Finding the right housemate can be difficult at the best of times, but with a disability it can be even harder.
But an ACT program is bringing disabled ’householders’ and some rent-saving tenants together in a win-win situation, which is changing lives.
Peter Rosini, 37, loves karaoke, acting and socialising. But a few months into his second stint living away from home, the intellectually disabled and epileptic Mr Rosini was lonely and looking for company. Constant calls meant his family’s telephone bill rose from $300 to $800 per month.
Then the Homeshare program introduced Slaven Kraljevic. In return for rent-free lodgings at the Duffy apartment, the 27-year-old agreed to provide 10 hours of assistance each week.
The two have become friends, spending time together watching movies, cooking and heading to The Irish Club for karaoke sessions (Mr Kraljevic assures me his performer housemate does all the singing).
Chores are shared, and Mr Kraljevic keeps an eye on his housemate when he is cooking, but he said most of the role was common sense after living out of home for five years.
“Before I moved in with Peter, I didn’t know what to expect, it was kind of just go by feel.”
“Pete’s very good to hang out with, very agreeable, no dramas so far - I’ve been with different kinds of people and Pete’s really organised, he’s tidy, very sociable.”
“I can’t say I see any big differences I have to watch out for, the only difference is I have to be aware of his needs.”
Mr Rosini has enjoyed the independence and friendship of the past three months, and has – with apparent relish – told his mother Maria of the benefits of his freedom.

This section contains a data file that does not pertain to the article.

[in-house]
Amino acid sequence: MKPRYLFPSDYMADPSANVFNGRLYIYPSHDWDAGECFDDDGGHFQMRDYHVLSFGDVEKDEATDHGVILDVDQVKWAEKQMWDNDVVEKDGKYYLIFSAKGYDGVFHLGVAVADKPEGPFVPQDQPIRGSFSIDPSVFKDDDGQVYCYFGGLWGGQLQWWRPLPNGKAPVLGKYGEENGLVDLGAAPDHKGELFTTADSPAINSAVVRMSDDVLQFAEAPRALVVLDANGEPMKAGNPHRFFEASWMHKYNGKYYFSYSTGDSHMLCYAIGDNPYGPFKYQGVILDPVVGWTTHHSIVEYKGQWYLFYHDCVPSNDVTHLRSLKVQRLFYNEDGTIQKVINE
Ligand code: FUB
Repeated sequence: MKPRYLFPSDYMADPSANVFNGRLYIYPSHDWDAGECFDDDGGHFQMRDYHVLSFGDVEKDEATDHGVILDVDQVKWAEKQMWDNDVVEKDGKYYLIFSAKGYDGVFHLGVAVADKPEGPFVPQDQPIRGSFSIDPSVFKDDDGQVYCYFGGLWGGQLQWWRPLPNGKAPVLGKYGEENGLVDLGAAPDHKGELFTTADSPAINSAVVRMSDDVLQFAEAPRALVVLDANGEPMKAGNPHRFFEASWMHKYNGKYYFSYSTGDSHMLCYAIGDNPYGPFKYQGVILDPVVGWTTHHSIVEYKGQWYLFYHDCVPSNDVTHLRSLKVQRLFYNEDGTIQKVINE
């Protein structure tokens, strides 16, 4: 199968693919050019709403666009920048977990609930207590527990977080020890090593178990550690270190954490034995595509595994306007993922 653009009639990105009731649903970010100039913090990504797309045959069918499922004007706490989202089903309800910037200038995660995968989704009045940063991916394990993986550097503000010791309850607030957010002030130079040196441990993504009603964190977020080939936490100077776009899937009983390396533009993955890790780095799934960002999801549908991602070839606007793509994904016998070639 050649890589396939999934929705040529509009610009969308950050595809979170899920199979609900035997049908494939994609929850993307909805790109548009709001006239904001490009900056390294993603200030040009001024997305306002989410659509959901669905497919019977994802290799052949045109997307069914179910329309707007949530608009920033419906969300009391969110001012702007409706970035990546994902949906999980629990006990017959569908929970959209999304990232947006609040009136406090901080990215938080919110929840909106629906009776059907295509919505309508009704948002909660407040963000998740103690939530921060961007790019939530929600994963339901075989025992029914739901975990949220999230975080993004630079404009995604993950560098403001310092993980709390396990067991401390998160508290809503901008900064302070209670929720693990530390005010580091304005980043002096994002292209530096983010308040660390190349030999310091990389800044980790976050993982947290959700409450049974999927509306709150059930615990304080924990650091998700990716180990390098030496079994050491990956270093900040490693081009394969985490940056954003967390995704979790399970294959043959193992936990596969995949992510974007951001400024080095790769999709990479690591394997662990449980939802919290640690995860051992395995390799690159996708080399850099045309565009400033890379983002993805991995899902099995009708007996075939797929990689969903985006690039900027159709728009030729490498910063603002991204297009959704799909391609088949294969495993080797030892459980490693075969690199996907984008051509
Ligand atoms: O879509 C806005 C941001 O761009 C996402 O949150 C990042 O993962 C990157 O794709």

“Mum, I love living independently, it means I don’t have you nagging me,” he told her last week.
Mrs Rosini said he was proud of the way her son had grown up since moving this year.
“It’s the best thing for Pete that’s ever happened in an independence sense – not only independence but inclusion, because he’s meeting some of Slaven’s friends, Slaven’s meeting some of his friends out of karaoke,” she said.
“Peter has come out of his shell a lot in the last six months, he’s had to learn to defend himself, he’s had to learn to make sound decisions – some decisions he’s made haven’t been realistic ones – but he’s learnt from those and hopefully they’ve made him a lot more mature in that area.”
Homeshare has been a success since its launch across the ACT earlier this year by the Community Connections disability support organisation, who find and introduce compatible people aged in their 20s to their 60s.
Homeshare manager Lee Harrison said there had been 12 pairings who had signed agreements, with Housing ACT providing three properties – where homesharers live rent free – and real savings for those helping in the nine private residences.
“Generally [private] rent is in the $70-$100 per week range,” Mr Harrison said.
Mr Harrison said eight of the original pairs remained living together, with another two disabled householders in new pairs and one other looking for a tenant.
“The best homeshares work where it does become an informal mateship, so nobody’s clock-watching.”
Community Connections are running a free seminar on the Homeshare program at the Hyatt Hotel from 2pm on Thursday, including a Q&A session.